Scott Fistler, A.K.A. Cesar Chavez, is getting the attention he's always wanted. The Arizona Republic reported that Fistler, who has run for office a few times as a Republican, filed a name-change with Maricopa County last November to become Cesar Chavez and is now in the running for Ed Pastor's seat in the House of Representatives in the heavily Hispanic 7th Congressional District., For reasons yet unknown (but possibly predictable), Fistler decided taking on the name of the iconic civil rights activist and a party switch to Democrat would be a really good idea ahead of another attempt to win political office.
From the Republic:
The candidate has no money, no endorsements and no paid campaign staff. Until The Arizona Republic began asking questions, he seemed to have no past.
"It's almost as simple as saying Elvis Presley is running for president," Chavez, the candidate, said in a phone interview. "You wouldn't forget it, would you?"
The tale of the unemployed military veteran named Chavez was, until now, a puzzle. If he makes the ballot, candidates in the six-way District 7 race will have to gauge just how much of a political threat his campaign poses.
"People want a name that they can feel comfortable with," Chavez said. "If you went out there running for office and your name was Bernie Madoff, you'd probably be screwed."
What is the best piece of political advice you ever received?Of course, because he's someone running for office, he has a Blogspot-hosted website that features both images from a march celebrating the more famous Cesar Chavez in Wichita and photos from pro-Hugo Chavez marches in Venezuela. Not included, but possibly forthcoming: photos of famed Mexican boxer Julio César Chávez, old campaign posters for former Albuquerque mayor Martin Chávez and YouTube clips of 90's Brooklyn indie rock act Chavez.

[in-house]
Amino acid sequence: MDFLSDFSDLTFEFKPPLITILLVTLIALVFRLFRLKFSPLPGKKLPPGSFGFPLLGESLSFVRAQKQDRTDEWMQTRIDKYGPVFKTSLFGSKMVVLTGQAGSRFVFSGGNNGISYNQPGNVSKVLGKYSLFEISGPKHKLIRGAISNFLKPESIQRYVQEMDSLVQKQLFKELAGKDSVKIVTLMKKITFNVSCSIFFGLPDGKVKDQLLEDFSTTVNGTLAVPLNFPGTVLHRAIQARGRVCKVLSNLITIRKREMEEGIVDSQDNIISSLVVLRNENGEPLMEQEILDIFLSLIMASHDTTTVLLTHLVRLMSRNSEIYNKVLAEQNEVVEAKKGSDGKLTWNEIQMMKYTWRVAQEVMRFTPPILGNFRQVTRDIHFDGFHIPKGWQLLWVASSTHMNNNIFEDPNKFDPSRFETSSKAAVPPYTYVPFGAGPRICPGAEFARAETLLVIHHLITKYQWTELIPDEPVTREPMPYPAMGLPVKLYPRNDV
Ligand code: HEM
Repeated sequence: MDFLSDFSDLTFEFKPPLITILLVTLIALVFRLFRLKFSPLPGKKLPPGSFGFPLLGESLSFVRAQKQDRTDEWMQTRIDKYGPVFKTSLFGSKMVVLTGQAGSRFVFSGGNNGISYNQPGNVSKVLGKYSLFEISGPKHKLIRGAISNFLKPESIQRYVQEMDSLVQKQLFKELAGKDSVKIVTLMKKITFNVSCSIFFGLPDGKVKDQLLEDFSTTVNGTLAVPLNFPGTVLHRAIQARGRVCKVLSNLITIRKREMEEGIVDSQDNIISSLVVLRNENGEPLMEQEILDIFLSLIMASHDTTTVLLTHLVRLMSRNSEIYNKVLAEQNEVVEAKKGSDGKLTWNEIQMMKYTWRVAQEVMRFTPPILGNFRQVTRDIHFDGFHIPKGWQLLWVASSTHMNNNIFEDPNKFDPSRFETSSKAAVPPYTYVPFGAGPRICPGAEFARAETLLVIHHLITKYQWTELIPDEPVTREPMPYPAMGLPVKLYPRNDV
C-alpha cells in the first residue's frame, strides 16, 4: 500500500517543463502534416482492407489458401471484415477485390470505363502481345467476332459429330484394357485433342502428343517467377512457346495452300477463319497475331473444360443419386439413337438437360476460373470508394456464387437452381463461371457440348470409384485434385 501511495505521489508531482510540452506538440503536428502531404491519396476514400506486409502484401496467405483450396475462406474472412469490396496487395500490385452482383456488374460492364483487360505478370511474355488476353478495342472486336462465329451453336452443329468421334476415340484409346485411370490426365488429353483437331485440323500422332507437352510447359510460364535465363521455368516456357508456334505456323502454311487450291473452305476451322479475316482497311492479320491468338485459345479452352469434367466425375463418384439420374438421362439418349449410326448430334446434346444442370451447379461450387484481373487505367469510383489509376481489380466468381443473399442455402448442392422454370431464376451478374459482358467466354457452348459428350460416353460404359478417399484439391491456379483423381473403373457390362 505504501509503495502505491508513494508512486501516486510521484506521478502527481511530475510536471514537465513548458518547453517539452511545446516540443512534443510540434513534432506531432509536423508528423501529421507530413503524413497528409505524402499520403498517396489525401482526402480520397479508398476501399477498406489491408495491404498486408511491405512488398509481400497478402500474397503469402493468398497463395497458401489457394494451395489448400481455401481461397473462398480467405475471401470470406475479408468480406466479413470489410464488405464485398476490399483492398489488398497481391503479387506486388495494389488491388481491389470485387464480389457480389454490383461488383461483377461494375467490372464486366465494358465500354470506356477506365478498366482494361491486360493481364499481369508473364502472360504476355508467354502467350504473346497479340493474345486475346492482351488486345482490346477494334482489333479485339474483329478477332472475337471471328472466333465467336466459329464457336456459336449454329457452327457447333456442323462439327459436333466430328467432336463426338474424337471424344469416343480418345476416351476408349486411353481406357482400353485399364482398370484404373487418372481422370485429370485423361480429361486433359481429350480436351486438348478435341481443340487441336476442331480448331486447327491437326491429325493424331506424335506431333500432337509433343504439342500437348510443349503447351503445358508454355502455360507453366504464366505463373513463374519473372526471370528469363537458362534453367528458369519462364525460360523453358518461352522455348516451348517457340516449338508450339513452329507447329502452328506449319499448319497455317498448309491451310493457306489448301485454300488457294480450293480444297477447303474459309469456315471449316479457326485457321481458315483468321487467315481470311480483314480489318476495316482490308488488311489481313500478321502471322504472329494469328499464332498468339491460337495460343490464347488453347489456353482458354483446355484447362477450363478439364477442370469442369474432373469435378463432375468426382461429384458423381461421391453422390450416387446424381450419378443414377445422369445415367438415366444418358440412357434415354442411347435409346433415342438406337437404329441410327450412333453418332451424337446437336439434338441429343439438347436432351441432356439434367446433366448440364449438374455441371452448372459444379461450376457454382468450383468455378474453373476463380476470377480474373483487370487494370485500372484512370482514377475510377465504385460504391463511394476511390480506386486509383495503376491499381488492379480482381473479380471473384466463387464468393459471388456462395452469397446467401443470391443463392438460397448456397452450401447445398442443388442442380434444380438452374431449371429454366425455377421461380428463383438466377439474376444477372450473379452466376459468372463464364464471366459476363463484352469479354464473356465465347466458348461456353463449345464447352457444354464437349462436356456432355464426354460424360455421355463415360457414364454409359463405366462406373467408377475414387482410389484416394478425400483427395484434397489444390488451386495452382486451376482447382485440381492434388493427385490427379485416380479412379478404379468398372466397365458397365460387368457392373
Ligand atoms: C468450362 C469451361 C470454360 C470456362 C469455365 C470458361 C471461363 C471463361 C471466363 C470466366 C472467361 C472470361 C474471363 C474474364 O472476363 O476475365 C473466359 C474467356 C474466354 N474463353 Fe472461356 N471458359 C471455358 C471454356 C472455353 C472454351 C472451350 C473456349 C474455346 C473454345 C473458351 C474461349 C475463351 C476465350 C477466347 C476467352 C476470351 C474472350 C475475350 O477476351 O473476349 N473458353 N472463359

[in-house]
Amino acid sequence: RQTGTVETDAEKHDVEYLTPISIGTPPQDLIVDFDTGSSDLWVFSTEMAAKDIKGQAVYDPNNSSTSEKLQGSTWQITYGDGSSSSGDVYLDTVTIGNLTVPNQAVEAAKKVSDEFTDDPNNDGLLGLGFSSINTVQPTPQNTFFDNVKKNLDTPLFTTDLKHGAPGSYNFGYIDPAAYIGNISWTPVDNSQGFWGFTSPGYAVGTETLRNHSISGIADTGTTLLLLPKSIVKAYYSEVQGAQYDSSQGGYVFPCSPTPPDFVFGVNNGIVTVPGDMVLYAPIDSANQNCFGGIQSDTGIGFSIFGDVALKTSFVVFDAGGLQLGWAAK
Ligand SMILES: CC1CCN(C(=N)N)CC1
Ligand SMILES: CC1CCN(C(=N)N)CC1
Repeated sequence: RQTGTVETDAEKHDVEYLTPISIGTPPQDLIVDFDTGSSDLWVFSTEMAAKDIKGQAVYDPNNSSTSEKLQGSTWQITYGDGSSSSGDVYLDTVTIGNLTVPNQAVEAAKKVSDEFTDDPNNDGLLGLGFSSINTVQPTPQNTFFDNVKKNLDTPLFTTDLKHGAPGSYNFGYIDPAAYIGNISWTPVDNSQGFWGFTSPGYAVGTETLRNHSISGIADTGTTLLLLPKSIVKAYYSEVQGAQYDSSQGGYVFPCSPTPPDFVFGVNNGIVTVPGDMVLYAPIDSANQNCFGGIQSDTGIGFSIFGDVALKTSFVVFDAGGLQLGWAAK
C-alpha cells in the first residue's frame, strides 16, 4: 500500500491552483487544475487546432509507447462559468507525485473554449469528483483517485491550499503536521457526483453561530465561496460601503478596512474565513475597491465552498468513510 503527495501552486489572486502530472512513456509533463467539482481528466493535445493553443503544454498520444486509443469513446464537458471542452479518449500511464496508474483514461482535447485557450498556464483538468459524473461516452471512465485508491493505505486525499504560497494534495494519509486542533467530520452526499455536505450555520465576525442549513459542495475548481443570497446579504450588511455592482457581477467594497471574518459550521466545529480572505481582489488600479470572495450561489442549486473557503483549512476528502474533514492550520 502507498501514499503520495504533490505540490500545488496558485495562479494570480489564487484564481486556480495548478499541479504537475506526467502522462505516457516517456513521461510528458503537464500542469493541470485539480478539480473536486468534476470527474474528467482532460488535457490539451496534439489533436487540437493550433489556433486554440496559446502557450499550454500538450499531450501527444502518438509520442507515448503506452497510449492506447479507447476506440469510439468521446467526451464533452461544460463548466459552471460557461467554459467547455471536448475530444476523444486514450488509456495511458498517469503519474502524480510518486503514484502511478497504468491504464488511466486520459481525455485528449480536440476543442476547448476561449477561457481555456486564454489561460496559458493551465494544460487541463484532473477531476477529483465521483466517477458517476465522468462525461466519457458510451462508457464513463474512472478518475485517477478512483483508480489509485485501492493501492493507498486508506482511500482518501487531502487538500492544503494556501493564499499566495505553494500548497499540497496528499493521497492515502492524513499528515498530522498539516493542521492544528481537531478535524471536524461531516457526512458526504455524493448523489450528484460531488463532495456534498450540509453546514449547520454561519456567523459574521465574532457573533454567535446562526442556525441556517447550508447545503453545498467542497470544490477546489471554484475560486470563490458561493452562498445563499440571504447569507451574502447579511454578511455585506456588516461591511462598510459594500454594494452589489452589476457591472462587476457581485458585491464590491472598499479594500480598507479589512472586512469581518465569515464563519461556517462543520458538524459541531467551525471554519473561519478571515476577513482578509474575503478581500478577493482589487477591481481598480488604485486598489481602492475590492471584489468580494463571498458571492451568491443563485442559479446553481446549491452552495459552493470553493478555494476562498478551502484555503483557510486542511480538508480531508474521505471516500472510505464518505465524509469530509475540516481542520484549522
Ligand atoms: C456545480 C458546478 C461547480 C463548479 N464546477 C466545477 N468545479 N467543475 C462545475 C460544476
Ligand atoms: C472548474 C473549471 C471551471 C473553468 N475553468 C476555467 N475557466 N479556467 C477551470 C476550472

Serve the best interest of the citizens.
What is your favorite book (besides a spiritual text)?
The Sneetches, by Dr. Seuss.
What favorite movie has meaning for you?
What is your favorite place in Arizona?
Which Arizona political figure past or present do you most admire and why?
Chavez did not respond to requests for a comment, other than to email the Arizona Capitol Times to say that because of how “flooded with calls and emails” his campaign has been, he is taking a break from media queries.In a state full of sometimes unintentionally hilarious candidates, it remains to be seen whether Fistler realizes this particular scheme isn't all that funny.
“There is just simply not enough Cesar Chavez to go around,” he wrote. “We may resume questions starting May 10 [sic].”
Chavez did lay out some ground rules for media questions, should he be able to get to them. Questions must be screened, no more than five questions, no question longer than five words and Chavez will not discuss his name change, he explained in the email.